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In re Marriage of Manishkumar and Ankola Summary

 

In re Marriage of Manishkumar and Ankola published June 20, 2019

 

The Sixth Appellate District of California has reversed a Santa Clara County court’s issuance of a mutual restraining because the wife failed to file a separate written request for such an order as required by Section 6305(a)(1) of California’s Family Code.

 

Factual Background

 

In Manishkumar Ankola v. Priyanka Ankola, husband Manish and wife Priyanka were married in June 2014. Manish filed a petition to void the marriage in December 2015 because, he claimed, it was based on fraud. Priyanka filed a response denying Manish’s accusations as well as her own petition for dissolution based on irreconcilable differences. She filed a request for a domestic violence restraining order (DVRO) against Manish in May 2016.

 

The trial court denied Manish’s petition and Priyanka’s request for a DVRO because of a lack of proof. Priyanka filed another request for a DVRO in February 2017, which the trial court granted. A five-year DVRO was filed against Manish on August 15, 2017.

 

The following day, Manish filed his own request for a DVRO against Priyanka, who responded by denying Manish’s allegations. During the hearing on Manish’s request, he testified that his wife had hit him, threatened to kill him and his child, and spread rumors about him, including that he had sexually transmitted diseases and engaged in human trafficking.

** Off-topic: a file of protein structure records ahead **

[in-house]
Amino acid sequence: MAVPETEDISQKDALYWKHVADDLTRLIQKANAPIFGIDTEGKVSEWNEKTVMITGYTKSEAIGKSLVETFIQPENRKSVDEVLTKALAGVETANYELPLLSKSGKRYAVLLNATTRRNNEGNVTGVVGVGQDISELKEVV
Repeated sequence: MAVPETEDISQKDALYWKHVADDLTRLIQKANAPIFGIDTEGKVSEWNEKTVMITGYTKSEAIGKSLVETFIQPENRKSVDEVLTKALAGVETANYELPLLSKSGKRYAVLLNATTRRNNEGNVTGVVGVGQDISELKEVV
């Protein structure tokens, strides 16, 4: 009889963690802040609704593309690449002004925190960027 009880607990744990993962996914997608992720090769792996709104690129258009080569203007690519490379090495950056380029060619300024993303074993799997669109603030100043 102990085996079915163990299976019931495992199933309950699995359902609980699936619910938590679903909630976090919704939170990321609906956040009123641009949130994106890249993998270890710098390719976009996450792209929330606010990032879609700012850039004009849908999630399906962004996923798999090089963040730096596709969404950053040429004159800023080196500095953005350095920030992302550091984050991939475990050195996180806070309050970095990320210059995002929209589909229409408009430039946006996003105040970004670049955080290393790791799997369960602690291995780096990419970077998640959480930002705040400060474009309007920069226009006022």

Priyanka testified that her husband became “more controlling” after they got married and threatened her immigration status, which he said was “in his hands,” according to Priyanka. Manish admitted to sending a letter to his wife’s employer, stating that she was a “fraud” who had fabricated items on her resume.

 

Trial Court’s Decision

 

Upon conclusion of the hearing, the trial court made a finding that “each party has committed acts of domestic violence” and entered a mutual restraining order.

 

Decision on Appeal

 

Manish appealed the restraining order against him because Section 6305 requires that a party produce “written evidence of abuse or domestic violence in an application for relief using a mandatory Judicial Council restraining order application form.” The Court of Appeal agreed and reversed the DVRO against Manish.  Written evidence contained in a responsive pleading is not enough to satisfy the Section 6305 obligation.

 

That said, the appellate court specifically noted the trial court did not express any intent to modify the August 15, 2017 order when it granted the mutual restraining order, and, if it did have that intention, lacked jurisdiction to do so.

 

The August 2017 DVRO remained in effect and was up on appeal when this decision was handed down.